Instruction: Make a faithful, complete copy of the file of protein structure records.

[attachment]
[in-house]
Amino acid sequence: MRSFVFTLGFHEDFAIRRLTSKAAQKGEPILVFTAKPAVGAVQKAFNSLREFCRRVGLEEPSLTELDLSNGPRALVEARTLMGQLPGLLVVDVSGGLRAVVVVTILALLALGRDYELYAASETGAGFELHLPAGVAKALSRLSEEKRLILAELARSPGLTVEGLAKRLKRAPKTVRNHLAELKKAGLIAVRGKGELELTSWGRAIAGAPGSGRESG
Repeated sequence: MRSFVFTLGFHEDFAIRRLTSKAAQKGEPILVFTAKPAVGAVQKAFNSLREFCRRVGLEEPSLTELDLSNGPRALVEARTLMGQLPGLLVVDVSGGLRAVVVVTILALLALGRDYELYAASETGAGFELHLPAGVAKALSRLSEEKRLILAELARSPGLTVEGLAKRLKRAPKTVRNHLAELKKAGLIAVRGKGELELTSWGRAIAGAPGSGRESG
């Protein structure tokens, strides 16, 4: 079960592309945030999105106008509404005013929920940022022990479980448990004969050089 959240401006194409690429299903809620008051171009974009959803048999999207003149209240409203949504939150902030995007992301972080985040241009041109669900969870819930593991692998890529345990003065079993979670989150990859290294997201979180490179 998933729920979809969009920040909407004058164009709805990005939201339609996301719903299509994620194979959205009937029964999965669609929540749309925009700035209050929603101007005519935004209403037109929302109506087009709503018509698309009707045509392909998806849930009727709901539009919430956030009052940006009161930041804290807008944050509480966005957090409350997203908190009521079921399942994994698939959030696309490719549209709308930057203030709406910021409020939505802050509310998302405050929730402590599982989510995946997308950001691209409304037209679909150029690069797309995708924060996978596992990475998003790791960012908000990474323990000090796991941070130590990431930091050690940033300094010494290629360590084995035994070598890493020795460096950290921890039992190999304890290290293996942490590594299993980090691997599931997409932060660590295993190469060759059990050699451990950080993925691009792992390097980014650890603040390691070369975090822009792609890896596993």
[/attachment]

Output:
[in-house]
Amino acid sequence: MRSFVFTLGFHEDFAIRRLTSKAAQKGEPILVFTAKPAVGAVQKAFNSLREFCRRVGLEEPSLTELDLSNGPRALVEARTLMGQLPGLLVVDVSGGLRAVVVVTILALLALGRDYELYAASETGAGFELHLPAGVAKALSRLSEEKRLILAELARSPGLTVEGLAKRLKRAPKTVRNHLAELKKAGLIAVRGKGELELTSWGRAIAGAPGSGRESG
Repeated sequence: MRSFVFTLGFHEDFAIRRLTSKAAQKGEPILVFTAKPAVGAVQKAFNSLREFCRRVGLEEPSLTELDLSNGPRALVEARTLMGQLPGLLVVDVSGGLRAVVVVTILALLALGRDYELYAASETGAGFELHLPAGVAKALSRLSEEKRLILAELARSPGLTVEGLAKRLKRAPKTVRNHLAELKKAGLIAVRGKGELELTSWGRAIAGAPGSGRESG
């Protein structure tokens, strides 16, 4: 079960592309945030999105106008509404005013929920940022022990479980448990004969050089 959240401006194409690429299903809620008051171009974009959803048999999207003149209240409203949504939150902030995007992301972080985040241009041109669900969870819930593991692998890529345990003065079993979670989150990859290294997201979180490179 998933729920979809969009920040909407004058164009709805990005939201339609996301719903299509994620194979959205009937029964999965669609929540749309925009700035209050929603101007005519935004209403037109929302109506087009709503018509698309009707045509392909998806849930009727709901539009919430956030009052940006009161930041804290807008944050509480966005957090409350997203908190009521079921399942994994698939959030696309490719549209709308930057203030709406910021409020939505802050509310998302405050929730402590599982989510995946997308950001691209409304037209679909150029690069797309995708924060996978596992990475998003790791960012908000990474323990000090796991941070130590990431930091050690940033300094010494290629360590084995035994070598890493020795460096950290921890039992190999304890290290293996942490590594299993980090691997599931997409932060660590295993190469060759059990050699451990950080993925691009792992390097980014650890603040390691070369975090822009792609890896596993």